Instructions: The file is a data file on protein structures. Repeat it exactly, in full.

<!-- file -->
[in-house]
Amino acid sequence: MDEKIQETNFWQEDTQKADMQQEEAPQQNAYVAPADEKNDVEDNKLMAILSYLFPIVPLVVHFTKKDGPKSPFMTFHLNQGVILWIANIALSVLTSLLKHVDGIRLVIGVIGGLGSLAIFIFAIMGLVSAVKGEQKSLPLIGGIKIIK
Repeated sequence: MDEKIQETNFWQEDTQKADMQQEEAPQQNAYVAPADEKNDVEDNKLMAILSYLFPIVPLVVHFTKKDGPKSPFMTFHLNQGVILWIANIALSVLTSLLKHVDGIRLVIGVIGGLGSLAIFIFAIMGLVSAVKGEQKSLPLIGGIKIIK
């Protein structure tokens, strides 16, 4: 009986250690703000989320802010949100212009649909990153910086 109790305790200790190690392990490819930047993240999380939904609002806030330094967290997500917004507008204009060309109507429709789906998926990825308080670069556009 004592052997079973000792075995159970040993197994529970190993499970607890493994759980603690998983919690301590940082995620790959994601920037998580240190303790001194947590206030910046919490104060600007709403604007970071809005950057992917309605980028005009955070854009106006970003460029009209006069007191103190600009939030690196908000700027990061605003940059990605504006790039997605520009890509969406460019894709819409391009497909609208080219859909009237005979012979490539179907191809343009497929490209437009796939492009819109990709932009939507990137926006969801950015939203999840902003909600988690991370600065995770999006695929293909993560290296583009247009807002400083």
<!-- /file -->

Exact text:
[in-house]
Amino acid sequence: MDEKIQETNFWQEDTQKADMQQEEAPQQNAYVAPADEKNDVEDNKLMAILSYLFPIVPLVVHFTKKDGPKSPFMTFHLNQGVILWIANIALSVLTSLLKHVDGIRLVIGVIGGLGSLAIFIFAIMGLVSAVKGEQKSLPLIGGIKIIK
Repeated sequence: MDEKIQETNFWQEDTQKADMQQEEAPQQNAYVAPADEKNDVEDNKLMAILSYLFPIVPLVVHFTKKDGPKSPFMTFHLNQGVILWIANIALSVLTSLLKHVDGIRLVIGVIGGLGSLAIFIFAIMGLVSAVKGEQKSLPLIGGIKIIK
């Protein structure tokens, strides 16, 4: 009986250690703000989320802010949100212009649909990153910086 109790305790200790190690392990490819930047993240999380939904609002806030330094967290997500917004507008204009060309109507429709789906998926990825308080670069556009 004592052997079973000792075995159970040993197994529970190993499970607890493994759980603690998983919690301590940082995620790959994601920037998580240190303790001194947590206030910046919490104060600007709403604007970071809005950057992917309605980028005009955070854009106006970003460029009209006069007191103190600009939030690196908000700027990061605003940059990605504006790039997605520009890509969406460019894709819409391009497909609208080219859909009237005979012979490539179907191809343009497929490209437009796939492009819109990709932009939507990137926006969801950015939203999840902003909600988690991370600065995770999006695929293909993560290296583009247009807002400083």